And finally, we must develop a data-driven, population health approach which involves meaningful engagement with residents themselves, particularly in tackling health inequalities. This might be through sharing insights obtained with data and analytics or by inviting residents to explore their own wishes and preferences for ICSs. Councillors are particularly well-placed to gauge population morale and act as passionate advocates for ICS policy.  Ultimately, we must find ways to use data across health, careand wider services (e.g. housing or prevention) to secure true visibility across the whole system and embed a holistic approach – whilst acknowledging this is no easy task.


Undoubtedly, ICSs face significant challenges in successfully delivering their four key strategic purposes. Six months on since their inauguration, systems have made some headway in establishing collaborative architectures and securing support from across health and care. Driving change in behaviours to break down long-standing siloes will remain central to system strategy over the months ahead – and the coming winter period, as well as how systems apply the additional investments from the autumn statement collaboratively will provide sure-fire tests of the progress made in developing integrated ways of working across health and social care.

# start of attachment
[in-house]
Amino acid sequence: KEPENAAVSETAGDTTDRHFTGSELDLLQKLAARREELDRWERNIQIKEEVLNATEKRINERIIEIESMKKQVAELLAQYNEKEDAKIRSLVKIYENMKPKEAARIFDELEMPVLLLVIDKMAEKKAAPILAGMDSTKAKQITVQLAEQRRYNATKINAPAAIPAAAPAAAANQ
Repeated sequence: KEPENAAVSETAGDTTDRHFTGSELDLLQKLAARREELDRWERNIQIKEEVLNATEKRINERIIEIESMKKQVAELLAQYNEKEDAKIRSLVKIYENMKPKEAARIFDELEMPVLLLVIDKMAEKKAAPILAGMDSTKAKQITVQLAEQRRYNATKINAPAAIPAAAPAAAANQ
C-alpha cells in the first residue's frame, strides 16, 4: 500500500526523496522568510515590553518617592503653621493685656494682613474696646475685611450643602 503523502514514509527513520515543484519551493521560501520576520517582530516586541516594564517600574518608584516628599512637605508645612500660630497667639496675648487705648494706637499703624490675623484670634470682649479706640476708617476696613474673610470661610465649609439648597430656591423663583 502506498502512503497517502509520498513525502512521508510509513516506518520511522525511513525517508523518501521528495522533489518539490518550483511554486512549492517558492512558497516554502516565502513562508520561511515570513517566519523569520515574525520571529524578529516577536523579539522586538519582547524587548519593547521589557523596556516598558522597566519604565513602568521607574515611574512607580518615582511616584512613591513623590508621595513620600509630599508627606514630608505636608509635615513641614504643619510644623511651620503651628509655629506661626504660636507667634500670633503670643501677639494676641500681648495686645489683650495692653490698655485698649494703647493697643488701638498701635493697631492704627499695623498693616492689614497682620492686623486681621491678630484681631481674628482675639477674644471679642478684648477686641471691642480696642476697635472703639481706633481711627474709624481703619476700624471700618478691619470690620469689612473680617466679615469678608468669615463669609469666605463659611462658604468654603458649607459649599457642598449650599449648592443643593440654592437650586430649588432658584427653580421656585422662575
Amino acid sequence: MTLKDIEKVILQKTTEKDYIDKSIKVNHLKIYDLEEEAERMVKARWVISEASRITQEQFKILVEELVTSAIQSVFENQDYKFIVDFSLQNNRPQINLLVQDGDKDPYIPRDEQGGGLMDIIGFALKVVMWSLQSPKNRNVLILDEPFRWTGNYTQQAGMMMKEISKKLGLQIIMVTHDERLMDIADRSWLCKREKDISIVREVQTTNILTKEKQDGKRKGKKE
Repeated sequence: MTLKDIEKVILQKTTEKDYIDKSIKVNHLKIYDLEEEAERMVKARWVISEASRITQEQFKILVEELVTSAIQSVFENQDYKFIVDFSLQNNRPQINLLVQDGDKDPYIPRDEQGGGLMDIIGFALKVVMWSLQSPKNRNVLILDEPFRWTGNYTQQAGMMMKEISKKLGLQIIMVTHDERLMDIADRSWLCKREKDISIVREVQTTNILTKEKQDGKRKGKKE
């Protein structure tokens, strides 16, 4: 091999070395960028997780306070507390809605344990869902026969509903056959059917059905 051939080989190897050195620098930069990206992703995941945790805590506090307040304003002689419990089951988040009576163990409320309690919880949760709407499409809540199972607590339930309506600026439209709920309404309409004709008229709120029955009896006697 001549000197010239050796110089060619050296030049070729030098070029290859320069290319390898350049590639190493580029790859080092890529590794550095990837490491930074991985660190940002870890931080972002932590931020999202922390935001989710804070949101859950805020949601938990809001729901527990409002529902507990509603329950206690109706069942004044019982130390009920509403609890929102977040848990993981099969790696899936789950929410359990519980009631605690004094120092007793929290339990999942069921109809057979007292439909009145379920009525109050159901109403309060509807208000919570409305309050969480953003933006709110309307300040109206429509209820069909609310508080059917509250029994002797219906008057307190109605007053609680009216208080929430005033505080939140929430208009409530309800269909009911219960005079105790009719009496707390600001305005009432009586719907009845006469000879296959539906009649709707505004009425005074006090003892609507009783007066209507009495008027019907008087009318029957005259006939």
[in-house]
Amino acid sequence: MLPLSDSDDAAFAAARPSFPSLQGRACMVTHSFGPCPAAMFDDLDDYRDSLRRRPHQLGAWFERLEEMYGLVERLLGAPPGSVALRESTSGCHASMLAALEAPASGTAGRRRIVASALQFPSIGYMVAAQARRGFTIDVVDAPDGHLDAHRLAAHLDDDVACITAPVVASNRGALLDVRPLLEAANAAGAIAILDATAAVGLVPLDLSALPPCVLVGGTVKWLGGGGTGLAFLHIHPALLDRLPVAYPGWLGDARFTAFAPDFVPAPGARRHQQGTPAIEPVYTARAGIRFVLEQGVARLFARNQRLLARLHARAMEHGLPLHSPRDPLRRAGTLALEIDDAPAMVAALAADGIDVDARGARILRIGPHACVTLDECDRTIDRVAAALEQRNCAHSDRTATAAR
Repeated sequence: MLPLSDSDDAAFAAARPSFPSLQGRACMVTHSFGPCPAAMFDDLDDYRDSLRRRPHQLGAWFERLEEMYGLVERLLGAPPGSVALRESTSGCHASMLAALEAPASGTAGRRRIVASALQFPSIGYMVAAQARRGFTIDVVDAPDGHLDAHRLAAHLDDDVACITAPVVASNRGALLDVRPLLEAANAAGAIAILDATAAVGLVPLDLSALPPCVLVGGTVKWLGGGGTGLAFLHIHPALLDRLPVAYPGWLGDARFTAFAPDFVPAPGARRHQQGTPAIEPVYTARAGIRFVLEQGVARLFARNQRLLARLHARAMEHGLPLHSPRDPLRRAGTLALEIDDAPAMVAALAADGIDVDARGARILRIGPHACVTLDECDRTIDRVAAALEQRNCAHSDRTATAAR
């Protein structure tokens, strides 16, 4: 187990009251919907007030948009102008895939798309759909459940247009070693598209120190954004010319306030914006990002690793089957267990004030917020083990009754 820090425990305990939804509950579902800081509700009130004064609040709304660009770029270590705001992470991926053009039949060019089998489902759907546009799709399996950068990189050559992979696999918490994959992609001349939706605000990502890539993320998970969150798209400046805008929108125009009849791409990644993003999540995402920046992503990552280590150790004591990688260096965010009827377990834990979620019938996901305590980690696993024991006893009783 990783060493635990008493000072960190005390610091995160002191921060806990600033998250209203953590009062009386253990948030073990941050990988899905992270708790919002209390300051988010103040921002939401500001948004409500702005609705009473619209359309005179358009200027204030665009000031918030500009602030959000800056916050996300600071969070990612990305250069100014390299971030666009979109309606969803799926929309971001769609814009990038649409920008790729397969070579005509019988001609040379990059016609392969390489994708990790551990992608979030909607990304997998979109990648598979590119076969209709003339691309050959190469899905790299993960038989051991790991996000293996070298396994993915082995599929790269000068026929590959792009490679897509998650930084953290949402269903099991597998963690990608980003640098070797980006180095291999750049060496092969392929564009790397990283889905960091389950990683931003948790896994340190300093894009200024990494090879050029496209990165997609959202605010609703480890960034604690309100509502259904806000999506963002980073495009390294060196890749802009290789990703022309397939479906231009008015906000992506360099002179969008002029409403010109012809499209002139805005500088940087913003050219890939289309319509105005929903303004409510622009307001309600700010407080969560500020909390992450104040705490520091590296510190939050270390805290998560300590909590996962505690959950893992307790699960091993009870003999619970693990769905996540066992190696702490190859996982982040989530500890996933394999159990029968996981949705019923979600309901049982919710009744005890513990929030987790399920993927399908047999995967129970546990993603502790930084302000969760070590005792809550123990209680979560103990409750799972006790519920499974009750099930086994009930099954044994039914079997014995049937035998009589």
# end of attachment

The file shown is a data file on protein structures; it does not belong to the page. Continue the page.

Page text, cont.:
Look out for further webinars and articles on this topic as we follow the progress of ICSs in the East of England over the coming months.